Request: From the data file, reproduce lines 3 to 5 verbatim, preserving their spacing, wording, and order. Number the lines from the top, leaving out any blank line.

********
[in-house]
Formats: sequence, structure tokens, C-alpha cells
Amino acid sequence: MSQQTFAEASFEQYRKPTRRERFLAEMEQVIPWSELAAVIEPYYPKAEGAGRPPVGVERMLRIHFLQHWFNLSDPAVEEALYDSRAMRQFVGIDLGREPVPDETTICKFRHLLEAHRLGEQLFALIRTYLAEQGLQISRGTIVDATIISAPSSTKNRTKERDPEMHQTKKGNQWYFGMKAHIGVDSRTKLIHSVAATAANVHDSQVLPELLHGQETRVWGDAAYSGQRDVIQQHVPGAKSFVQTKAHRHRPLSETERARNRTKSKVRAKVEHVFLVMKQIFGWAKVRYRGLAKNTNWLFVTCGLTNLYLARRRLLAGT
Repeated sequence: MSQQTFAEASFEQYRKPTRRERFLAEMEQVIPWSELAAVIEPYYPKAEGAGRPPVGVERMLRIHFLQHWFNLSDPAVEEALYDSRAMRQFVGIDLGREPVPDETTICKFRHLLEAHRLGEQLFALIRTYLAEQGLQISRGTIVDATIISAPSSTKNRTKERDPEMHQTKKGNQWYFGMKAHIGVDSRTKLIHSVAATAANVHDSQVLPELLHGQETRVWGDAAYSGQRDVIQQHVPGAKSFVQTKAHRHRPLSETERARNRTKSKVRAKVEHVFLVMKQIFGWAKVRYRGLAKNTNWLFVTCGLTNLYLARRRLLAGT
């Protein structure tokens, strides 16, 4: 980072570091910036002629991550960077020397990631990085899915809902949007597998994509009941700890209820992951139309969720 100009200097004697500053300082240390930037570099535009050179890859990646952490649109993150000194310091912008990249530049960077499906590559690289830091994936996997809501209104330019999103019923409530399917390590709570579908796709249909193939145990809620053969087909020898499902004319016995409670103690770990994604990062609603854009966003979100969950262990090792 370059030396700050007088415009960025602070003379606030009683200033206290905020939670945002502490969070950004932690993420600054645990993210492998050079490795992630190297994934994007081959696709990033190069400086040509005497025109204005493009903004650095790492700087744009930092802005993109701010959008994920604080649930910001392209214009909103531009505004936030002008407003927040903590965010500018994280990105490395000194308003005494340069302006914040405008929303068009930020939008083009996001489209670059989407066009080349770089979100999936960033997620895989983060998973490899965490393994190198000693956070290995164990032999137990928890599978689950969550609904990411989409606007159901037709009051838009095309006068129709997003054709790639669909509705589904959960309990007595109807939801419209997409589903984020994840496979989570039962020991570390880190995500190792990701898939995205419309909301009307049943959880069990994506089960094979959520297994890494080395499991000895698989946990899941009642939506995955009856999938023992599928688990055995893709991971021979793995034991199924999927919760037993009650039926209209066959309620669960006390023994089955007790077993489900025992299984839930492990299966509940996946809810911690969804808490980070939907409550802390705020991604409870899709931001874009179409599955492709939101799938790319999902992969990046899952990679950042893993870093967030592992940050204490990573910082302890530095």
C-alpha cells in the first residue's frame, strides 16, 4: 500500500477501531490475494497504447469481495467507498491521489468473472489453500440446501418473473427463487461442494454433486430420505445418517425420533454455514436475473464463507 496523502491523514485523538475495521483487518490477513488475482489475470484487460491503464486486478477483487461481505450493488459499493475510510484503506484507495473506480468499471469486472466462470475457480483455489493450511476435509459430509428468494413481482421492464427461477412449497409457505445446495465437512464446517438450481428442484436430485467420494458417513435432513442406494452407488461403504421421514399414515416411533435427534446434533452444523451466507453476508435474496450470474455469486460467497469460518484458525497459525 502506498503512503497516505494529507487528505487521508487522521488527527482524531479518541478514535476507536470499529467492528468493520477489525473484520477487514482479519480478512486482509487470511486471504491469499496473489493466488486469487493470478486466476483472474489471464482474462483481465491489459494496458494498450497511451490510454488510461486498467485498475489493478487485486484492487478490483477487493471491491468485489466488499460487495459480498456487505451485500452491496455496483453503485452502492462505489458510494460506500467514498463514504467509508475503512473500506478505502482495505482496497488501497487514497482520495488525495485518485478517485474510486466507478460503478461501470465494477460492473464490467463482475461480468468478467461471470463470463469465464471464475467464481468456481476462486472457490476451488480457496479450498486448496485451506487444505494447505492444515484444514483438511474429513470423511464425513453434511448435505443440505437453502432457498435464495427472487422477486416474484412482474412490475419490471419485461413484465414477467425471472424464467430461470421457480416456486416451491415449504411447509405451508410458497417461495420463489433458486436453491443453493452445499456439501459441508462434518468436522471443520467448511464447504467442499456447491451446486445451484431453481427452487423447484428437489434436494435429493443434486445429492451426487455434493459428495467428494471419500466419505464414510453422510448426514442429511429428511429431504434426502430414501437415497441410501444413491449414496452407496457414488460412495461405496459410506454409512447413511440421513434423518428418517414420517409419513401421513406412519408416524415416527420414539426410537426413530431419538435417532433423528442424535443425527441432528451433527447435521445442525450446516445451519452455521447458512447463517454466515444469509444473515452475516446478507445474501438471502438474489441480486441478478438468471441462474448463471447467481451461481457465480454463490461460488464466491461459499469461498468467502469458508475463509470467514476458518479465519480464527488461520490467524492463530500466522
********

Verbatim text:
Amino acid sequence: MSQQTFAEASFEQYRKPTRRERFLAEMEQVIPWSELAAVIEPYYPKAEGAGRPPVGVERMLRIHFLQHWFNLSDPAVEEALYDSRAMRQFVGIDLGREPVPDETTICKFRHLLEAHRLGEQLFALIRTYLAEQGLQISRGTIVDATIISAPSSTKNRTKERDPEMHQTKKGNQWYFGMKAHIGVDSRTKLIHSVAATAANVHDSQVLPELLHGQETRVWGDAAYSGQRDVIQQHVPGAKSFVQTKAHRHRPLSETERARNRTKSKVRAKVEHVFLVMKQIFGWAKVRYRGLAKNTNWLFVTCGLTNLYLARRRLLAGT
Repeated sequence: MSQQTFAEASFEQYRKPTRRERFLAEMEQVIPWSELAAVIEPYYPKAEGAGRPPVGVERMLRIHFLQHWFNLSDPAVEEALYDSRAMRQFVGIDLGREPVPDETTICKFRHLLEAHRLGEQLFALIRTYLAEQGLQISRGTIVDATIISAPSSTKNRTKERDPEMHQTKKGNQWYFGMKAHIGVDSRTKLIHSVAATAANVHDSQVLPELLHGQETRVWGDAAYSGQRDVIQQHVPGAKSFVQTKAHRHRPLSETERARNRTKSKVRAKVEHVFLVMKQIFGWAKVRYRGLAKNTNWLFVTCGLTNLYLARRRLLAGT
């Protein structure tokens, strides 16, 4: 980072570091910036002629991550960077020397990631990085899915809902949007597998994509009941700890209820992951139309969720 100009200097004697500053300082240390930037570099535009050179890859990646952490649109993150000194310091912008990249530049960077499906590559690289830091994936996997809501209104330019999103019923409530399917390590709570579908796709249909193939145990809620053969087909020898499902004319016995409670103690770990994604990062609603854009966003979100969950262990090792 370059030396700050007088415009960025602070003379606030009683200033206290905020939670945002502490969070950004932690993420600054645990993210492998050079490795992630190297994934994007081959696709990033190069400086040509005497025109204005493009903004650095790492700087744009930092802005993109701010959008994920604080649930910001392209214009909103531009505004936030002008407003927040903590965010500018994280990105490395000194308003005494340069302006914040405008929303068009930020939008083009996001489209670059989407066009080349770089979100999936960033997620895989983060998973490899965490393994190198000693956070290995164990032999137990928890599978689950969550609904990411989409606007159901037709009051838009095309006068129709997003054709790639669909509705589904959960309990007595109807939801419209997409589903984020994840496979989570039962020991570390880190995500190792990701898939995205419309909301009307049943959880069990994506089960094979959520297994890494080395499991000895698989946990899941009642939506995955009856999938023992599928688990055995893709991971021979793995034991199924999927919760037993009650039926209209066959309620669960006390023994089955007790077993489900025992299984839930492990299966509940996946809810911690969804808490980070939907409550802390705020991604409870899709931001874009179409599955492709939101799938790319999902992969990046899952990679950042893993870093967030592992940050204490990573910082302890530095």